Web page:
Summary and Analysis
Alfred prepares for his last fight, at Parkway Gardens in Brooklyn, as he did the others, but he is noticeably more nervous. The fight will be the climax of Alfred's climb, just as, structurally, it is the climax of the novel. All other activity has led to this crescendo.
As they wait at Spoon's apartment, Henry tries to calm Alfred and reflects on his own budding career as a trainer. Alfred is especially important to the neophyte assistant manager because he was the first fighter entrusted to Henry by Mr. Donatelli. Henry reveals that it was he who bought the white terry-cloth robe for Alfred prior to the first fight. He feels that he has found his role in managing; he doesn't limp as much now that he has more important things to think about. After Alfred retires from the ring, Donatelli will allow Henry to train some of the newcomers.
Spoon arrives and tells of an altercation at school with a boy named Herbert Davis who pulled a knife on him. He spent the afternoon counseling Davis, suggesting that he go to the gym to try boxing. Foreshadowing the novel's ending, Spoon tells Alfred that he has spoken with a doctor at a narcotics clinic about James; but Alfred says that he has not been able to find his old friend in the neighborhood.
In the dressing room before the bout, an official informs Donatelli that the only available opponent for Alfred is Elston Hubbard, the older, bigger ex-Marine who was so impressive opening the card the night of Alfred's first fight. Donatelli wants to cancel the match, concerned that Alfred will be hurt. Alfred reminds the manager that Donatelli once told him that the only sure way to judge a fighter is to see him when he is hurt. Alfred feels that he must fight Hubbard.
Hubbard is overwhelming. Alfred is on the canvas within seconds of the sound of the opening bell. He is down again before the first round ends. His performance improves some in the second round; he manages to jab and move, to fight back, and he is only decked once. During the break between the second and third rounds, the referee asks Donatelli if he wants the fight to continue. Henry asserts himself and insists that Alfred must have his chance. Donatelli says, "Let him fight."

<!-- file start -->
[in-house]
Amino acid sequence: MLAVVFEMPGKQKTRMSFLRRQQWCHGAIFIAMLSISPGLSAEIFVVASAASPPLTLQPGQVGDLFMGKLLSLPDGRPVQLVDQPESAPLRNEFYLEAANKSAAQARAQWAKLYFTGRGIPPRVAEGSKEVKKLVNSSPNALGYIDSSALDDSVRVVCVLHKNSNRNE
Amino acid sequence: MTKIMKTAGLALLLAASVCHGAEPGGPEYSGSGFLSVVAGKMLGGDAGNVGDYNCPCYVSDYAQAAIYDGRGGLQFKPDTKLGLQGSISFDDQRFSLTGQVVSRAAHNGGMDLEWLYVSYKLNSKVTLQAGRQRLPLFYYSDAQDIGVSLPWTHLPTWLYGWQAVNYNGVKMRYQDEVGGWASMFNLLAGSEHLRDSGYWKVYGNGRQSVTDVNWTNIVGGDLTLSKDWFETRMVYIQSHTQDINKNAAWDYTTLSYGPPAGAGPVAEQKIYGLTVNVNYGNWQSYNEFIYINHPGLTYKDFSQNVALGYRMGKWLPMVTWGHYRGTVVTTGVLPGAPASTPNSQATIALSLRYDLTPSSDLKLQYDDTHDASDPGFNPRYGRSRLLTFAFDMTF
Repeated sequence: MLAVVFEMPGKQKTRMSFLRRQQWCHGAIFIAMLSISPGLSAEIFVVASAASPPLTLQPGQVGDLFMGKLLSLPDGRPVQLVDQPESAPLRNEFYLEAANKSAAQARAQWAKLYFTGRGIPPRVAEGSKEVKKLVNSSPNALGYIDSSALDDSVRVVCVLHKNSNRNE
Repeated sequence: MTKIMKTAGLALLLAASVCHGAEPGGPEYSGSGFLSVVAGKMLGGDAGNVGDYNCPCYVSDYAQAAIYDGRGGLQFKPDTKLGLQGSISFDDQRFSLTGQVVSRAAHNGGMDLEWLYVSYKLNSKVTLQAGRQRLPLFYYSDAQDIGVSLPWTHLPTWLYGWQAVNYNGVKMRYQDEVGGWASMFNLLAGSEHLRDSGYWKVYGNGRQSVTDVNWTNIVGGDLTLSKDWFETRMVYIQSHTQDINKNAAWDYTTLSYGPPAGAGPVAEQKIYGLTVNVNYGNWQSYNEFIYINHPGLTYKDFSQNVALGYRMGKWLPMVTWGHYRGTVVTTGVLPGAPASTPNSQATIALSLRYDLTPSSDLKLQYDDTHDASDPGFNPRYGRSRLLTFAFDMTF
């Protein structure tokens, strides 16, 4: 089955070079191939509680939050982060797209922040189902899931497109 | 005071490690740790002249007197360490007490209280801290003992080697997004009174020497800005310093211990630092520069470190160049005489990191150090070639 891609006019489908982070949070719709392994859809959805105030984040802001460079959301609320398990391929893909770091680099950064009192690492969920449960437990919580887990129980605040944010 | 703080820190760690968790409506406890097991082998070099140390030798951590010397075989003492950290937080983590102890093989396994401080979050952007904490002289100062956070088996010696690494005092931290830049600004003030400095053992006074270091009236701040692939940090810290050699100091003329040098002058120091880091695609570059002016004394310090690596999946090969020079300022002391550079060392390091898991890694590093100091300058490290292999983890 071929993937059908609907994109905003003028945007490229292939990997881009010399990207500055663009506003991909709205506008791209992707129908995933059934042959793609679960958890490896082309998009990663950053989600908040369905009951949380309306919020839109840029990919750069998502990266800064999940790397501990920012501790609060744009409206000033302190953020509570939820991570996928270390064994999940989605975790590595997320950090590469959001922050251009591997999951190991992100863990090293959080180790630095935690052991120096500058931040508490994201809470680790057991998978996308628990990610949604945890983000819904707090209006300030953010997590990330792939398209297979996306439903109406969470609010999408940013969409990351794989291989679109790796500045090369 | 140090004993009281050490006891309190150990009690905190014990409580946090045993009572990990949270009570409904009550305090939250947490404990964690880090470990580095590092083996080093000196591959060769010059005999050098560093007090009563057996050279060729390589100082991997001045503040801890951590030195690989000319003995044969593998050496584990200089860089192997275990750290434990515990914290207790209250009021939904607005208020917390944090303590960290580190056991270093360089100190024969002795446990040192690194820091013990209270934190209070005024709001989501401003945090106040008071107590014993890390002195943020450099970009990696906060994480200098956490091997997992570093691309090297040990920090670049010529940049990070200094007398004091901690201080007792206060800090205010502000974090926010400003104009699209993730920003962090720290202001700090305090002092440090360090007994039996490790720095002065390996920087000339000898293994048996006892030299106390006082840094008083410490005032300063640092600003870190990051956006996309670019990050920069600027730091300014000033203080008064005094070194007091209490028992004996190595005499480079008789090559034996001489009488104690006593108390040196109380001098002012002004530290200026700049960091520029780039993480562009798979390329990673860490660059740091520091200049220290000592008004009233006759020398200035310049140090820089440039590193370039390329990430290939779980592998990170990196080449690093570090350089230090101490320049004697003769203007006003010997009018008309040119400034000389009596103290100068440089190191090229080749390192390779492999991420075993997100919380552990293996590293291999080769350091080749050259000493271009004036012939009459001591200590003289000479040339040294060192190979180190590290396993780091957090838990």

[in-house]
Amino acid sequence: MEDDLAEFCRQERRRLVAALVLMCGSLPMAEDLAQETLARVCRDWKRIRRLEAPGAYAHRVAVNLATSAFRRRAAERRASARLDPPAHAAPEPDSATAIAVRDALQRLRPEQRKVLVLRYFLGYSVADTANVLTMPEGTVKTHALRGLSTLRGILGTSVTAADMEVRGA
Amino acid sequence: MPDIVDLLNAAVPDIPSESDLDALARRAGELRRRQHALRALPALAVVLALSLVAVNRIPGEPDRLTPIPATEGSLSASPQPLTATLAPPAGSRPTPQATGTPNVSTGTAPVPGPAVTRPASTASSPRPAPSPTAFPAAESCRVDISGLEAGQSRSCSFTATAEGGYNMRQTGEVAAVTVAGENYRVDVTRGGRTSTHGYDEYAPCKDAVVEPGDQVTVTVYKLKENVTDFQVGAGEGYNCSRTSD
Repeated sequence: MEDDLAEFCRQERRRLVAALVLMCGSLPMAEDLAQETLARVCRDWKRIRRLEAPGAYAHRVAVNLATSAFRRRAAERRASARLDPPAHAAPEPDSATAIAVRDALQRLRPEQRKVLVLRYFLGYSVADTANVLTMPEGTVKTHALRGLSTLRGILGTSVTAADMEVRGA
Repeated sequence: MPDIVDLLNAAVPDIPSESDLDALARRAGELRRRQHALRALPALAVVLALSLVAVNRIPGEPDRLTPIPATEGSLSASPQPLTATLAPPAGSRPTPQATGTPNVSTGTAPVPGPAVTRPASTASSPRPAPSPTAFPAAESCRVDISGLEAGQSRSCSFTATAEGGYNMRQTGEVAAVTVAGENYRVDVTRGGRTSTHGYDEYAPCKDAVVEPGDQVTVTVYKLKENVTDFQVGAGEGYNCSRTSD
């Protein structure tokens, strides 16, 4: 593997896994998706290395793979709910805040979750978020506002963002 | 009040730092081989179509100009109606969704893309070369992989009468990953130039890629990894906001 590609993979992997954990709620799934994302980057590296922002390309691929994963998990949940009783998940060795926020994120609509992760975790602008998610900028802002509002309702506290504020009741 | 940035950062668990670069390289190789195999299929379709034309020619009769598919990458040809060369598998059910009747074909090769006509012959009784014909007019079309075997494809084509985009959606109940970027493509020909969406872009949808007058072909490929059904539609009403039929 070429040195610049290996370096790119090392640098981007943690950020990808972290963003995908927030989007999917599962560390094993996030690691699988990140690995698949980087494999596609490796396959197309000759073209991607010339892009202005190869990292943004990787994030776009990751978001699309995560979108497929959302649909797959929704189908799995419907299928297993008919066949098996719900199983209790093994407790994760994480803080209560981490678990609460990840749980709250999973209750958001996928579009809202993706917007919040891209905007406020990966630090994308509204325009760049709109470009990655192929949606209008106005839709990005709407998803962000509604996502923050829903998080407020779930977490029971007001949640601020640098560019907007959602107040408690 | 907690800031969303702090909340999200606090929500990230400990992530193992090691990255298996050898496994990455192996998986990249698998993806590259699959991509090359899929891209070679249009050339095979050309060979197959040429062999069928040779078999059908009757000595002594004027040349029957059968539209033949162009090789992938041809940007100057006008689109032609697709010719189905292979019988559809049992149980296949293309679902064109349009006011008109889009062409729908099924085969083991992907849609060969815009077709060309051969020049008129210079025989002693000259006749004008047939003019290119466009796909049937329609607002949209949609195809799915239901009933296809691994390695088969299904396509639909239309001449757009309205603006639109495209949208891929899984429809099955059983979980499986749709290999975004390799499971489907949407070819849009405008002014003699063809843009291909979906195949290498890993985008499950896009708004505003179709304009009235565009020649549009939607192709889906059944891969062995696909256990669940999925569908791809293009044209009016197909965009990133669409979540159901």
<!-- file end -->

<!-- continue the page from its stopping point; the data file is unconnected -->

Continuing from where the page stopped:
Round three is a war. Alfred takes tremendous punishment but stays on his feet, standing toe-to-toe with Hubbard and fighting as well and as hard as he possibly can. Neither man hears the final bell; they have to be pulled apart.
In a unanimous decision, the judges correctly declare Elston Hubbard the winner of Alfred's last boxing match, but Donatelli knows that Alfred has won the most important fight. Back in the locker room, he is smiling when he says, "Now you know, Alfred. Now you know, too."
As a sportswriter, Lipsyte recognizes the importance of ritual to sport, and he uses it as an effective structural device. As usual, Henry accompanies Alfred to Spoon's apartment after lunch. This allows them to have time alone, during which Henry reveals more of his character. Whereas Alfred doesn't really like fighting, as Mr. Donatelli observes near the end of Chapter 18, Henry does love managing. The reader gets the idea that Alfred will go on to successful pursuits in other professions; but years later, Henry will still be managing fighters. Henry may be the next Donatelli.
The fight itself is a classic, all the more significant because we know from the start that Alfred cannot win. Hubbard embodies all of the strengths, and more, of Alfred's sparring partners and former opponents. He is stronger, faster, rougher, and more skillful than all of them. Finally, we know from Chapter 14 that he is a welterweight, at least seven pounds heavier than Alfred.
Hubbard is a quick starter; true to his form, he explodes into Alfred at the opening bell and scores a knockdown. As the fight progresses, Lipsyte's imagery is specific and telling. Hubbard's left is "like a meat hook." His head crashes into Alfred's mouth. He hurls the lighter man against the ropes. His gloves are hammers. His shoes slash at Alfred's ankles. Hubbard's shoulders rough up Alfred's chin. His head is like a huge bullet, grinding into Alfred's eyes. Alfred has no business staying in this fight. In a magnificent simile, embodying the life of Alfred the street kid, Lipsyte describes the sound that Alfred numbly hears as he is knocked down a second time; it is a "distant plop, like a stone splashing into the pool at the bottom of a sewer hole."
Still, Alfred fights back. He manages to throw some combinations. In the second round, he is better, sticking and moving. Unfortunately, Hubbard catches him in a corner, slamming Alfred against the post. The ex-Marine's fists are sledgehammers. Alfred is down for the third time. Somehow he is up again, telling the referee that he is fine. He survives the second round, and Henry succeeds in convincing Donatelli to allow a third.
Alfred is seriously hurt. His vision is blurred. The crowd is insane. He faces a bigger, better, meaner fighter. He cannot win. And he doesn't care. He stands toe-to-toe with Hubbard. He will not back off. He is "gonna stand here all day and all night, . . . gonna climb, man, gonna keep climbing, you can't knock me out, nobody ever gonna knock me out, you wanna stop me you better kill me." Alfred goes the distance. Lipsyte foreshadows that Alfred will always go the distance; it just won't be in a boxing ring.
Brooklyn a borough of New York City, on western Long Island.